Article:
Penguins' Tristan Jarry back in spotlight with Matt Murray away
Coming out of training camp, Tristan Jarry was expecting he would carry a heavy workload this season.
He just thought it would be in Wilkes-Barre.
Circumstances have conspired to see Jarry pressed into duty in an NHL net far more frequently than he ever could have anticipated, and the trend will continue when the Penguins return from a four-day off week to host the Detroit Red Wings on Saturday afternoon.
Matt Murray is home in Ontario attending to a personal family matter. Coach Mike Sullivan said Murray won't play Saturday, and he'll get as much time away as he needs.
That means Jarry will get a chance to bounce back from his worst start as a pro in short order. Jarry gave up five goals on 19 shots before being pulled late in the second period of a 6-5 overtime win over the Boston Bruins last Sunday.
“Obviously, you want to come back with a good game,” Jarry said. “I think that's a big thing for me. I think that's something I'm able to grow on and learn from.”
The ability to have a short memory, quickly forgetting failures like an NFL cornerback, is a skill Jarry said he has refined over the past two award-winning seasons in the AHL.
“Coming into pro, you have to take it in stride, and you have to learn that very quickly,” Jarry said. “You play a lot of games. You play a lot of back-to-backs. You can't be dwelling on what happened in the past. It's always a good thing to take a step forward.”
The whole season has been a step forward for the 22-year-old Jarry. In September, his name was written into the third spot on the team's goaltending depth chart in pen. Maybe he would get a few NHL games here and there because of injury, but for the most part, he was going to keep working on his game in the minors.
Then Antti Niemi flopped. Then Murray suffered a lower-body injury that kept him sidelined for the first two weeks of December.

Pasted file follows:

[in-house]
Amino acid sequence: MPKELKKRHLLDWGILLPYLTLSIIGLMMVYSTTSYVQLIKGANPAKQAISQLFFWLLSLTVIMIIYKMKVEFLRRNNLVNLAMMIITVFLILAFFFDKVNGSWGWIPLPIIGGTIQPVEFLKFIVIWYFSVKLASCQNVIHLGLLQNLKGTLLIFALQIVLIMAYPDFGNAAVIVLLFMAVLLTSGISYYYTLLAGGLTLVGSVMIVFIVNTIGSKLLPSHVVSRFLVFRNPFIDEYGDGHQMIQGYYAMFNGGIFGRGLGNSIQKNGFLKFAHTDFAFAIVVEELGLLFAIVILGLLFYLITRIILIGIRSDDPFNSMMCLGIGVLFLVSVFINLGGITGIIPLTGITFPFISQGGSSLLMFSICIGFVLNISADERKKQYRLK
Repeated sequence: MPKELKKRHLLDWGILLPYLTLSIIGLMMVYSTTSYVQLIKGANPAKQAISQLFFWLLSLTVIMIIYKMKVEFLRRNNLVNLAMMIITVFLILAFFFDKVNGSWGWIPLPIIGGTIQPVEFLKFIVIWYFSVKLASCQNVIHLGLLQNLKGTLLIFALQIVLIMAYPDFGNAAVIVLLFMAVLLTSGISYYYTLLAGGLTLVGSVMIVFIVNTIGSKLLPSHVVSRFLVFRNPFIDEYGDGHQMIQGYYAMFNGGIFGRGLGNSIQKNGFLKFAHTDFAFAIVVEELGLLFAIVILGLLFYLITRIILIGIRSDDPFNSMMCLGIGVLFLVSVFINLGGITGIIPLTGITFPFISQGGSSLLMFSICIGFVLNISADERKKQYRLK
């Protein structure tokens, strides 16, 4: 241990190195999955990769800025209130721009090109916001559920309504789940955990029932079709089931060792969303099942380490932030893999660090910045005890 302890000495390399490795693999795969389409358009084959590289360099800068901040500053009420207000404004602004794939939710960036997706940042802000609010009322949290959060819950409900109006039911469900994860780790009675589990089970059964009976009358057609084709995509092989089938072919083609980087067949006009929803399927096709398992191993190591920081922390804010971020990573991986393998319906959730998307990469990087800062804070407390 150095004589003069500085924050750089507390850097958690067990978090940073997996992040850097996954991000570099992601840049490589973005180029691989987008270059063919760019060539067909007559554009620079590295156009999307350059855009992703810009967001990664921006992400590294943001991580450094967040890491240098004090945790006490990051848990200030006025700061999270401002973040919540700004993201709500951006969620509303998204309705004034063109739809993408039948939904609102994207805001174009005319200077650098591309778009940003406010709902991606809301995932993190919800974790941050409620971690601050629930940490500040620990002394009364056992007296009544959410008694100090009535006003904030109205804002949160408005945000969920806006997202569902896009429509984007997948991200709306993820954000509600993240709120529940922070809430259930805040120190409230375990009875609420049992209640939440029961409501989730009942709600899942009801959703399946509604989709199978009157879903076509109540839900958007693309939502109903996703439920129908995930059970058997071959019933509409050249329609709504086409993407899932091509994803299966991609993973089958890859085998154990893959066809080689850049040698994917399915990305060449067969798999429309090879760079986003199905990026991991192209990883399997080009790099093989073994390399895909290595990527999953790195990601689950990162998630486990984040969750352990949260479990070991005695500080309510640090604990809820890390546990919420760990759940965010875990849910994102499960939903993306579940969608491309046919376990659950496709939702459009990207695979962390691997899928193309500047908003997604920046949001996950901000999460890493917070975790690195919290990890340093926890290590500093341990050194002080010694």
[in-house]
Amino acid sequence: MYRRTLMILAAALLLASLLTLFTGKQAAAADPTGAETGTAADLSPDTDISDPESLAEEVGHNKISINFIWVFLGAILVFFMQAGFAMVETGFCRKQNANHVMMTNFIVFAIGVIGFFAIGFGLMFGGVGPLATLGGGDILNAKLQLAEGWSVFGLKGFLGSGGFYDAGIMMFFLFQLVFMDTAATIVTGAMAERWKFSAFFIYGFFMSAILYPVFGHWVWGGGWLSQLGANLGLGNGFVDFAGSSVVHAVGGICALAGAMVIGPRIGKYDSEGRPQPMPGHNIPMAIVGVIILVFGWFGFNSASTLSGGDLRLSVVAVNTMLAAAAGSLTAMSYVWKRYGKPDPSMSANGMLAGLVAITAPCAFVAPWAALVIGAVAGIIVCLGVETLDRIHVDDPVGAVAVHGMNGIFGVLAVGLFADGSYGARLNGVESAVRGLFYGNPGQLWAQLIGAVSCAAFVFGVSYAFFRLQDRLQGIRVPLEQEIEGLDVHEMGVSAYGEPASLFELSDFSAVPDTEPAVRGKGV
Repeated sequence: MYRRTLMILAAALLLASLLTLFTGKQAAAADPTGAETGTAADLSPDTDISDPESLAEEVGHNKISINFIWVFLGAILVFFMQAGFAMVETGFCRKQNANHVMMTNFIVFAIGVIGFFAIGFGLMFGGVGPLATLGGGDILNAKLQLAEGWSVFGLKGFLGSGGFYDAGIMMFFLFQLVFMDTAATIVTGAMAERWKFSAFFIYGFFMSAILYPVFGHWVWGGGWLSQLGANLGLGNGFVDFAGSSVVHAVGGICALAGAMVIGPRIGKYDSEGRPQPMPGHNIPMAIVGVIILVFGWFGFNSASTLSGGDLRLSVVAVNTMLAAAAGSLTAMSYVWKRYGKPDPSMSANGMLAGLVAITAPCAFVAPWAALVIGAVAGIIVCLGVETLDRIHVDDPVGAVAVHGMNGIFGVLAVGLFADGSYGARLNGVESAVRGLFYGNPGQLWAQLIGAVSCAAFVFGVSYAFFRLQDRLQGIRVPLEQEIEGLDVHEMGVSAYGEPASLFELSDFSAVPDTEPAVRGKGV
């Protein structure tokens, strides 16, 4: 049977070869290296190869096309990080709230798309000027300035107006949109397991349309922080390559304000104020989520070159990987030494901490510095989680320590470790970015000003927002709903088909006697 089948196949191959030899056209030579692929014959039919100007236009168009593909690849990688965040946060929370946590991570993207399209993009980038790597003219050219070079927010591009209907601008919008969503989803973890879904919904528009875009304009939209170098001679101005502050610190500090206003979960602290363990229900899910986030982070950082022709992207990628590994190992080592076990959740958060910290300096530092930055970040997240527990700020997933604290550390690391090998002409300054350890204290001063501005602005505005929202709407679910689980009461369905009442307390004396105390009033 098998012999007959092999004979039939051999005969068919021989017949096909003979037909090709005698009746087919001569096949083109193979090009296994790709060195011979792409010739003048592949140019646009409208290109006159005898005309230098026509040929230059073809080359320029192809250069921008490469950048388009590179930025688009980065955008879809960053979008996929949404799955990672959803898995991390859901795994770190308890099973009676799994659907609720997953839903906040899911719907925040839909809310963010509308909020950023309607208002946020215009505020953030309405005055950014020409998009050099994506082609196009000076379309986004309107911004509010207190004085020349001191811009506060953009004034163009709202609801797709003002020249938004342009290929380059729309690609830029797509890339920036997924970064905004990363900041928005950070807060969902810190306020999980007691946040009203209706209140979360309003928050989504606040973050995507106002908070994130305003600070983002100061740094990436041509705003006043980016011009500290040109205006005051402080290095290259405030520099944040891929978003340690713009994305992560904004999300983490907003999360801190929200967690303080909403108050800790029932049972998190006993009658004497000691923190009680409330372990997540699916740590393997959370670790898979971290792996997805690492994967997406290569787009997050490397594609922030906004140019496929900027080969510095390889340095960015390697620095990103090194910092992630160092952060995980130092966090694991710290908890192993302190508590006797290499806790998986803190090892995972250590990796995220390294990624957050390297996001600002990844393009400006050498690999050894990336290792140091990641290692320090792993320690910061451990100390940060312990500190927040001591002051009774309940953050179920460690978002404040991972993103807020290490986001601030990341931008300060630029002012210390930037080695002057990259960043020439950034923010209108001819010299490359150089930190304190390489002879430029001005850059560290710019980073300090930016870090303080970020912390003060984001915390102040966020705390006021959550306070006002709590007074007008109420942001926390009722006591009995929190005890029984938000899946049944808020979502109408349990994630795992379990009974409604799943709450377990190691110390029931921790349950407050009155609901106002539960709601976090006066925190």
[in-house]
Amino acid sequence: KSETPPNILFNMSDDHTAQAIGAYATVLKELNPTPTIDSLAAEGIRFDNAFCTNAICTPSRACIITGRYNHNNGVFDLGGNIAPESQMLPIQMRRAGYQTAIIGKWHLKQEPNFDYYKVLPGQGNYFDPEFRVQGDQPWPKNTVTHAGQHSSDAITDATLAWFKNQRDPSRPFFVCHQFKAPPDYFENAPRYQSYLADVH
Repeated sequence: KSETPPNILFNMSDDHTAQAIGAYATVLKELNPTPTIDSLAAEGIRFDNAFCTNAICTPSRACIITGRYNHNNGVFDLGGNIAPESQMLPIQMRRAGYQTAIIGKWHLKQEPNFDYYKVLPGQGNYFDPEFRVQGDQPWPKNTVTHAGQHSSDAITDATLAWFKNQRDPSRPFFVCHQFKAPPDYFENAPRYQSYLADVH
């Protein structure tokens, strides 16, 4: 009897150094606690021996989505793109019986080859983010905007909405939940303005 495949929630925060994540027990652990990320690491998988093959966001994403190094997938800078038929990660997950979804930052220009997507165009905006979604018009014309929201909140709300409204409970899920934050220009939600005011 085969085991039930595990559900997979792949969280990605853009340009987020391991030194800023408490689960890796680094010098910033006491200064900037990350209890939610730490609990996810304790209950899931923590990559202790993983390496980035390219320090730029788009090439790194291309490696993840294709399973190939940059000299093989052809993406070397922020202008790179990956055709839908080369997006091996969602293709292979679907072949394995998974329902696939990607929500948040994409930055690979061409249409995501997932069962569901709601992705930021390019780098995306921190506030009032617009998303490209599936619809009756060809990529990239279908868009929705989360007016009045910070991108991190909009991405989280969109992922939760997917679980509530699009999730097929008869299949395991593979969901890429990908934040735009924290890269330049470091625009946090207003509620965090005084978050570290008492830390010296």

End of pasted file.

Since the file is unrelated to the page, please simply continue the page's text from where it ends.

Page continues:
Jarry was thrown into the deep end of the pool.
He has responded well enough that an absence by Murray is no longer cause for great alarm in the Penguins locker room.
Mike Sullivan said he always been confident in Jarry, but it's impossible to predict how a young player will handle his first taste of NHL action. Jarry's performance this season — a 7-3-2 record with a .919 save percentage — has met or exceeded his coach's expectations.
“We all have believed in Tristan's capabilities,” Sullivan said. “We know he's a very good goalie. He's got a lot of upside. We think he's only going to get better as he gets a little bit more mature and he gains a little bit more experience.
“He should certainly have a lot of confidence at this point with what he's been able to accomplish at this particular point in the season. He's a legitimate NHL-caliber goaltender, and I think he's proven that to everybody.”
The next step for Jarry is to prove he can respond to a setback as he is once again is thrust into the spotlight.
“It's something you don't really expect,” Jarry said. “You have to take advantage of it. I was expecting to play a lot this year in Wilkes-Barre, and I was fortunate to get called up and play a couple games in a row when I got called up. I think it helped me grow as a goalie. I think it helped my development.”